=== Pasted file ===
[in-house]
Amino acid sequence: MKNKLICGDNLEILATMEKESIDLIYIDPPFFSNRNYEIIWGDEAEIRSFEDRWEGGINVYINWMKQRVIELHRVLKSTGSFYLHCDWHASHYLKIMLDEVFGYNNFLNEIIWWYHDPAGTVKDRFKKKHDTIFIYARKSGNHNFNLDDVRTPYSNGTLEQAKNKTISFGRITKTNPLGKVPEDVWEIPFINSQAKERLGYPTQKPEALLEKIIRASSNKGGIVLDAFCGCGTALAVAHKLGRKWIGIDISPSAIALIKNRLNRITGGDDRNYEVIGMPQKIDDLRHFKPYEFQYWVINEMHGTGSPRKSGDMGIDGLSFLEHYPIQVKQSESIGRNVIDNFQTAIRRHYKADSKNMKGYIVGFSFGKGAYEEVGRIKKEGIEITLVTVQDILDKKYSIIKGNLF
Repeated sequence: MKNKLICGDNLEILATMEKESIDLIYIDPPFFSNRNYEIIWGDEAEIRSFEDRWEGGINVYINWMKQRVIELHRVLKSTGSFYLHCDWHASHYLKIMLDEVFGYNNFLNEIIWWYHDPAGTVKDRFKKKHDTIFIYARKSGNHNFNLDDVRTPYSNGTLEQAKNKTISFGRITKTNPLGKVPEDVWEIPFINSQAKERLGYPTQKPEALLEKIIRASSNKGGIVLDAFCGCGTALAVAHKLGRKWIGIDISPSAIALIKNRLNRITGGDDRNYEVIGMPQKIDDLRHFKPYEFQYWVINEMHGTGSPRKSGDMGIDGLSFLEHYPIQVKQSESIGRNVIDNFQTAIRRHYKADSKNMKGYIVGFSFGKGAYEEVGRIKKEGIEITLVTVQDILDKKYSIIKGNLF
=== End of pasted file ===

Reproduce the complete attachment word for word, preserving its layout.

[in-house]
Amino acid sequence: MKNKLICGDNLEILATMEKESIDLIYIDPPFFSNRNYEIIWGDEAEIRSFEDRWEGGINVYINWMKQRVIELHRVLKSTGSFYLHCDWHASHYLKIMLDEVFGYNNFLNEIIWWYHDPAGTVKDRFKKKHDTIFIYARKSGNHNFNLDDVRTPYSNGTLEQAKNKTISFGRITKTNPLGKVPEDVWEIPFINSQAKERLGYPTQKPEALLEKIIRASSNKGGIVLDAFCGCGTALAVAHKLGRKWIGIDISPSAIALIKNRLNRITGGDDRNYEVIGMPQKIDDLRHFKPYEFQYWVINEMHGTGSPRKSGDMGIDGLSFLEHYPIQVKQSESIGRNVIDNFQTAIRRHYKADSKNMKGYIVGFSFGKGAYEEVGRIKKEGIEITLVTVQDILDKKYSIIKGNLF
Repeated sequence: MKNKLICGDNLEILATMEKESIDLIYIDPPFFSNRNYEIIWGDEAEIRSFEDRWEGGINVYINWMKQRVIELHRVLKSTGSFYLHCDWHASHYLKIMLDEVFGYNNFLNEIIWWYHDPAGTVKDRFKKKHDTIFIYARKSGNHNFNLDDVRTPYSNGTLEQAKNKTISFGRITKTNPLGKVPEDVWEIPFINSQAKERLGYPTQKPEALLEKIIRASSNKGGIVLDAFCGCGTALAVAHKLGRKWIGIDISPSAIALIKNRLNRITGGDDRNYEVIGMPQKIDDLRHFKPYEFQYWVINEMHGTGSPRKSGDMGIDGLSFLEHYPIQVKQSESIGRNVIDNFQTAIRRHYKADSKNMKGYIVGFSFGKGAYEEVGRIKKEGIEITLVTVQDILDKKYSIIKGNLF